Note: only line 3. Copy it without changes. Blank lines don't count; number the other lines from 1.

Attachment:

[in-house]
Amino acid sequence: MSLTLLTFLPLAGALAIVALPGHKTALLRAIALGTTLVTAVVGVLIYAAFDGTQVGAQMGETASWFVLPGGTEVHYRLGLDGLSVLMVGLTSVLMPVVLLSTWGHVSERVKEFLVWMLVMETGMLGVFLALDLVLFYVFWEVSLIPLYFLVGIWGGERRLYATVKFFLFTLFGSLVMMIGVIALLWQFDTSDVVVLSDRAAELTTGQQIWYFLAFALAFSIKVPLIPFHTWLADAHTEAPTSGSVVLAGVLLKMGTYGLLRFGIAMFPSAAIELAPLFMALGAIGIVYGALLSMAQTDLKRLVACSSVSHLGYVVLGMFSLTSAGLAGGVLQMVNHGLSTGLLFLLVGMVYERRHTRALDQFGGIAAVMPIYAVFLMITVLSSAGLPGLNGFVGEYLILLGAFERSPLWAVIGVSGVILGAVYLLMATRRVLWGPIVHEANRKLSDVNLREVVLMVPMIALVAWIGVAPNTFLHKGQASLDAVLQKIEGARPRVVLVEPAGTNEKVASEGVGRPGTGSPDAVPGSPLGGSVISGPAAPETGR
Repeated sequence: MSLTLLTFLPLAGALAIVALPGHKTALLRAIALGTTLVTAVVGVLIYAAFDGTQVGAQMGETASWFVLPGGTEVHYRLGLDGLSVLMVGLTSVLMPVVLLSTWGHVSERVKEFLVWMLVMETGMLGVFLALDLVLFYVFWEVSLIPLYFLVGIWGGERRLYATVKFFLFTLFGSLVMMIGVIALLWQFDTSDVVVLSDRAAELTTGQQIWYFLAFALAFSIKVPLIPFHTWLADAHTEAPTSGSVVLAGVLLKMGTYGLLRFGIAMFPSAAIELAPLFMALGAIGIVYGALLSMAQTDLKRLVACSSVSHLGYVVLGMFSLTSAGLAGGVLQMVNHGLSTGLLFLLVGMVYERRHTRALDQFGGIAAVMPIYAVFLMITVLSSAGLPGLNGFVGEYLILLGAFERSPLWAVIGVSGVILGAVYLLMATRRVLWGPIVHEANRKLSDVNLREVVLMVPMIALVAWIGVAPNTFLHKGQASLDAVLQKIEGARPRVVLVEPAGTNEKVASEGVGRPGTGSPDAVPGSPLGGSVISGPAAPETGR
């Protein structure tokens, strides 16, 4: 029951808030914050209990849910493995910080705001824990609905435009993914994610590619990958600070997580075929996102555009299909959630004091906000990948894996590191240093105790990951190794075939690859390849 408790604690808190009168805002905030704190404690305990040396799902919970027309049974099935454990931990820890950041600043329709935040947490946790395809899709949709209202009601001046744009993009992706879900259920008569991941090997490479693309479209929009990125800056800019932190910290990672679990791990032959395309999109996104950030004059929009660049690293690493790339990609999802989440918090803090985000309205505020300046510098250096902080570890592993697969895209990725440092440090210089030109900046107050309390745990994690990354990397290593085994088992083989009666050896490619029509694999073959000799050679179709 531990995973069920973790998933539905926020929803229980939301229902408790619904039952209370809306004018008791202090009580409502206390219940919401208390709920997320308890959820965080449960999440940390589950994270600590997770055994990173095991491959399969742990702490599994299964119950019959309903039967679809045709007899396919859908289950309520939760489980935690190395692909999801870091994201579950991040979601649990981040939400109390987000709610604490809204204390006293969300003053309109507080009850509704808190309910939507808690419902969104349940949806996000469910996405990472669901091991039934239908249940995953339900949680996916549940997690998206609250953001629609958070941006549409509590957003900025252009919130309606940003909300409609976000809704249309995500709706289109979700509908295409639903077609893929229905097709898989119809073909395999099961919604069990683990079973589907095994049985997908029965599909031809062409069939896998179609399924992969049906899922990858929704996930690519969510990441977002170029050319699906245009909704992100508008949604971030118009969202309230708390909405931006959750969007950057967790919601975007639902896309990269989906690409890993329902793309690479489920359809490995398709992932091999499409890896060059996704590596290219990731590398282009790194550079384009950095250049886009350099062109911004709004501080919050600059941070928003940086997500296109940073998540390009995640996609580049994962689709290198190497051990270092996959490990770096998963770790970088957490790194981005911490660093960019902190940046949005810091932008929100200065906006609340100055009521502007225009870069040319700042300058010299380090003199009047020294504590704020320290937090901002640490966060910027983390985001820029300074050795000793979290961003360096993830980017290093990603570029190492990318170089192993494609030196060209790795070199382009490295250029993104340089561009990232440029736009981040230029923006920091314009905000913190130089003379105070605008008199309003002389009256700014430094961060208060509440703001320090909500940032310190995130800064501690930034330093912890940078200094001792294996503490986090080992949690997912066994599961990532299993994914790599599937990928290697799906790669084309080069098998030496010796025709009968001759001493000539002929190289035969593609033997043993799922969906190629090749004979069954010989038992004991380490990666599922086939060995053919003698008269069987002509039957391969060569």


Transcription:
Repeated sequence: MSLTLLTFLPLAGALAIVALPGHKTALLRAIALGTTLVTAVVGVLIYAAFDGTQVGAQMGETASWFVLPGGTEVHYRLGLDGLSVLMVGLTSVLMPVVLLSTWGHVSERVKEFLVWMLVMETGMLGVFLALDLVLFYVFWEVSLIPLYFLVGIWGGERRLYATVKFFLFTLFGSLVMMIGVIALLWQFDTSDVVVLSDRAAELTTGQQIWYFLAFALAFSIKVPLIPFHTWLADAHTEAPTSGSVVLAGVLLKMGTYGLLRFGIAMFPSAAIELAPLFMALGAIGIVYGALLSMAQTDLKRLVACSSVSHLGYVVLGMFSLTSAGLAGGVLQMVNHGLSTGLLFLLVGMVYERRHTRALDQFGGIAAVMPIYAVFLMITVLSSAGLPGLNGFVGEYLILLGAFERSPLWAVIGVSGVILGAVYLLMATRRVLWGPIVHEANRKLSDVNLREVVLMVPMIALVAWIGVAPNTFLHKGQASLDAVLQKIEGARPRVVLVEPAGTNEKVASEGVGRPGTGSPDAVPGSPLGGSVISGPAAPETGR